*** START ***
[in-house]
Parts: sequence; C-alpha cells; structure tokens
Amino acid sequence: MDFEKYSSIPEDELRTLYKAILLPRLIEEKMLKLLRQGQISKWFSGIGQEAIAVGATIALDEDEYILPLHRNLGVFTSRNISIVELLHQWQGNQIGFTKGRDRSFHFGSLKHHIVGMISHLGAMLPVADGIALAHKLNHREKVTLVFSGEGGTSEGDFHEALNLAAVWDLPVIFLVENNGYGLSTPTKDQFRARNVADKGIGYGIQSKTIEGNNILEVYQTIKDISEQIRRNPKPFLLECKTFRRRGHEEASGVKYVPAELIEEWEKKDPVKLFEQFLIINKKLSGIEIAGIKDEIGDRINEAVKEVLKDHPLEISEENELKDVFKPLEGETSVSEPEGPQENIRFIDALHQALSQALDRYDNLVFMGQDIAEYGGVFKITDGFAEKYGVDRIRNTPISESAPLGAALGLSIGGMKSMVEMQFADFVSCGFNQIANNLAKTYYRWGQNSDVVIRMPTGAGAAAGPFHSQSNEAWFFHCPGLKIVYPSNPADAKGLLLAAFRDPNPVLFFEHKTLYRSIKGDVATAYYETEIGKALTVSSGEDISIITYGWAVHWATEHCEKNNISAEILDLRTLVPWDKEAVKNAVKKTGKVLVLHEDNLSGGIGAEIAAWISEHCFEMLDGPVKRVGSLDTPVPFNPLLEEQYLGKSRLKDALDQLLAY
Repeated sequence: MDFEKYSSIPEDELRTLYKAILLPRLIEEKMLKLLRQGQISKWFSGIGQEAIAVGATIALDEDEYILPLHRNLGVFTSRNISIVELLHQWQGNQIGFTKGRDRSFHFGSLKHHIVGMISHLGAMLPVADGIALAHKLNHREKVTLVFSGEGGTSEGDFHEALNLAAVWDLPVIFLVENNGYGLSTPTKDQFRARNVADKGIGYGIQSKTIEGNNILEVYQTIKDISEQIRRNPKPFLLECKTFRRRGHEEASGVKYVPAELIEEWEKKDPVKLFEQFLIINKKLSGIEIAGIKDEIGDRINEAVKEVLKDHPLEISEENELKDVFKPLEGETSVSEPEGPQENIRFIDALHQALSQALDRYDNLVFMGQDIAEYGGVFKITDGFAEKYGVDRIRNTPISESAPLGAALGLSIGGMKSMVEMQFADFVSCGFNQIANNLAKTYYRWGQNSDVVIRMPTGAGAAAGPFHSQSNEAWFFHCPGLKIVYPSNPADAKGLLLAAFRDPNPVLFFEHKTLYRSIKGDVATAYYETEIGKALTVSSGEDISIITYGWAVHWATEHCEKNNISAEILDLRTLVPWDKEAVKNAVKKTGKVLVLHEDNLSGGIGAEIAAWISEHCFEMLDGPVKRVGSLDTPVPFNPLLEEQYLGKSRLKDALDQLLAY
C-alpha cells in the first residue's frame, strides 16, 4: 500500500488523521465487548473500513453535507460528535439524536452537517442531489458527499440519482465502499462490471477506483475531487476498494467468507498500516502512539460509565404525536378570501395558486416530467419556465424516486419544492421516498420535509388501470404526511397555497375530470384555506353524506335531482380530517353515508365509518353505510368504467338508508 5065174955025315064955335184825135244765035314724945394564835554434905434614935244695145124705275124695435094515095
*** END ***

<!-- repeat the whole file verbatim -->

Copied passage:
[in-house]
Parts: sequence; C-alpha cells; structure tokens
Amino acid sequence: MDFEKYSSIPEDELRTLYKAILLPRLIEEKMLKLLRQGQISKWFSGIGQEAIAVGATIALDEDEYILPLHRNLGVFTSRNISIVELLHQWQGNQIGFTKGRDRSFHFGSLKHHIVGMISHLGAMLPVADGIALAHKLNHREKVTLVFSGEGGTSEGDFHEALNLAAVWDLPVIFLVENNGYGLSTPTKDQFRARNVADKGIGYGIQSKTIEGNNILEVYQTIKDISEQIRRNPKPFLLECKTFRRRGHEEASGVKYVPAELIEEWEKKDPVKLFEQFLIINKKLSGIEIAGIKDEIGDRINEAVKEVLKDHPLEISEENELKDVFKPLEGETSVSEPEGPQENIRFIDALHQALSQALDRYDNLVFMGQDIAEYGGVFKITDGFAEKYGVDRIRNTPISESAPLGAALGLSIGGMKSMVEMQFADFVSCGFNQIANNLAKTYYRWGQNSDVVIRMPTGAGAAAGPFHSQSNEAWFFHCPGLKIVYPSNPADAKGLLLAAFRDPNPVLFFEHKTLYRSIKGDVATAYYETEIGKALTVSSGEDISIITYGWAVHWATEHCEKNNISAEILDLRTLVPWDKEAVKNAVKKTGKVLVLHEDNLSGGIGAEIAAWISEHCFEMLDGPVKRVGSLDTPVPFNPLLEEQYLGKSRLKDALDQLLAY
Repeated sequence: MDFEKYSSIPEDELRTLYKAILLPRLIEEKMLKLLRQGQISKWFSGIGQEAIAVGATIALDEDEYILPLHRNLGVFTSRNISIVELLHQWQGNQIGFTKGRDRSFHFGSLKHHIVGMISHLGAMLPVADGIALAHKLNHREKVTLVFSGEGGTSEGDFHEALNLAAVWDLPVIFLVENNGYGLSTPTKDQFRARNVADKGIGYGIQSKTIEGNNILEVYQTIKDISEQIRRNPKPFLLECKTFRRRGHEEASGVKYVPAELIEEWEKKDPVKLFEQFLIINKKLSGIEIAGIKDEIGDRINEAVKEVLKDHPLEISEENELKDVFKPLEGETSVSEPEGPQENIRFIDALHQALSQALDRYDNLVFMGQDIAEYGGVFKITDGFAEKYGVDRIRNTPISESAPLGAALGLSIGGMKSMVEMQFADFVSCGFNQIANNLAKTYYRWGQNSDVVIRMPTGAGAAAGPFHSQSNEAWFFHCPGLKIVYPSNPADAKGLLLAAFRDPNPVLFFEHKTLYRSIKGDVATAYYETEIGKALTVSSGEDISIITYGWAVHWATEHCEKNNISAEILDLRTLVPWDKEAVKNAVKKTGKVLVLHEDNLSGGIGAEIAAWISEHCFEMLDGPVKRVGSLDTPVPFNPLLEEQYLGKSRLKDALDQLLAY
C-alpha cells in the first residue's frame, strides 16, 4: 500500500488523521465487548473500513453535507460528535439524536452537517442531489458527499440519482465502499462490471477506483475531487476498494467468507498500516502512539460509565404525536378570501395558486416530467419556465424516486419544492421516498420535509388501470404526511397555497375530470384555506353524506335531482380530517353515508365509518353505510368504467338508508 5065174955025315064955335184825135244765035314724945394564835554434905434614935244695145124705275124695435094515095